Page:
More than 100 former Turkish military officers have been given life sentences for their involvement in an attempted 2016 coup against President Recep Tayyip Erdogan, the BBC reports.
The 104 defendants received “aggravated life sentences,” which is one of the harshest penalties given since the coup attempt, Reuters reports. Of 280 people on trial, the court also handed down lesser penalties to 52 other defendants charged with “assisting the assassination of the president” and “membership of a terrorist organization,” according to Turkish state media.
Erdogan has previously proposed reintroducing the death penalty, which Turkey scrapped in 2004, for coup conspirators, according to the BBC.
On the night of July 15, 2016, military officials in Turkey announced that they have taken over the country, as soldiers stormed intelligence facilities and raided the holiday resort where Erdogan was staying. But the president escaped, making an appeal on FaceTime to his supporters to take to the streets. Many complied, and clashes between pro-Erdogan demonstrators and soldiers left at least 260 dead and 2,200 injured.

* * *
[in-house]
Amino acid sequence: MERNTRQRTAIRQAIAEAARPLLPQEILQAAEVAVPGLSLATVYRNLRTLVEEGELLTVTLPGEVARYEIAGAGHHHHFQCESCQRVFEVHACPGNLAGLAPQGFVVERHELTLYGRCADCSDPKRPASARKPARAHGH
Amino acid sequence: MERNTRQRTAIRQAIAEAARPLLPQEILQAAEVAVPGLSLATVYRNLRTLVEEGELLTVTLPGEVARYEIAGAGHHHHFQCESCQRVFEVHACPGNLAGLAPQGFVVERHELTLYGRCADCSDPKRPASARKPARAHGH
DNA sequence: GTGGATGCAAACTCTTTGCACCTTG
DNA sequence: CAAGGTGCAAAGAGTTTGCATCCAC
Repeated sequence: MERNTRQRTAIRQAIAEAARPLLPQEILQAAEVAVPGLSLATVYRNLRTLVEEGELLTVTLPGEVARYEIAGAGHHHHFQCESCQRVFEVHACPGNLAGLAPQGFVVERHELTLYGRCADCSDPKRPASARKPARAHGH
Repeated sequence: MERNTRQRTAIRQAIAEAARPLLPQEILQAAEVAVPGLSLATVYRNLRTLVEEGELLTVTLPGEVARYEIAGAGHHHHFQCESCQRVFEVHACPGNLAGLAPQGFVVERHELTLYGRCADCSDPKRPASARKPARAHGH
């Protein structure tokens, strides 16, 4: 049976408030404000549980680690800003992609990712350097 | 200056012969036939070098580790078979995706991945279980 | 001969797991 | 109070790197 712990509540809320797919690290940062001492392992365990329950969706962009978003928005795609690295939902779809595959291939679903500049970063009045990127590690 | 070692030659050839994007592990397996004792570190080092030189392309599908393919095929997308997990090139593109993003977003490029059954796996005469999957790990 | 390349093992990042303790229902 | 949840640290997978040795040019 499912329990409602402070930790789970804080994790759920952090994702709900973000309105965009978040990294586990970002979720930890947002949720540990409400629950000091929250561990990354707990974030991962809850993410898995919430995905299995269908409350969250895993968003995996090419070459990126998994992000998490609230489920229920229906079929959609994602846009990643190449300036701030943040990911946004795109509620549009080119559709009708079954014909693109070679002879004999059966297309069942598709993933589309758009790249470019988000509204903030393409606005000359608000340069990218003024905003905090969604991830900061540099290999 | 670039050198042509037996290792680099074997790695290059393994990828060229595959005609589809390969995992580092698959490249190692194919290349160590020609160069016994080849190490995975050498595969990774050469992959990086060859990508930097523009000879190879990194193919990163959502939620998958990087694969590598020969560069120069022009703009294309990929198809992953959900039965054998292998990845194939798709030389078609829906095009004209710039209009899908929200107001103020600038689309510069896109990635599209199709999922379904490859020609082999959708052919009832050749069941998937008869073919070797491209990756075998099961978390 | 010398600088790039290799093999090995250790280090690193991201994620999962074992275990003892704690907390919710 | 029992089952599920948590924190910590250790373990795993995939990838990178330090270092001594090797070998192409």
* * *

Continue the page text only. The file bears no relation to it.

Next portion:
In the aftermath of the coup, Erdogan blamed Fethullah Gulen, an influential Turkish cleric living in exile in the U.S. Erdogan has accused Gulen’s followers of infiltrating Turkish institutions in an effort to sabotage the state.
Erdogan also launched a sweeping purge of state employees, sacking more than 150,000 people including police officers, civil servants and teachers. Some 50,000 people have been arrested, including dozens of journalists and more than 100 media outlets have been shuttered.
The following year, Erdogan consolidated his authority with a controversial constitutional referendum that endowed Turkey’s president with extensive new powers. Critics called the vote a step towards dictatorship.
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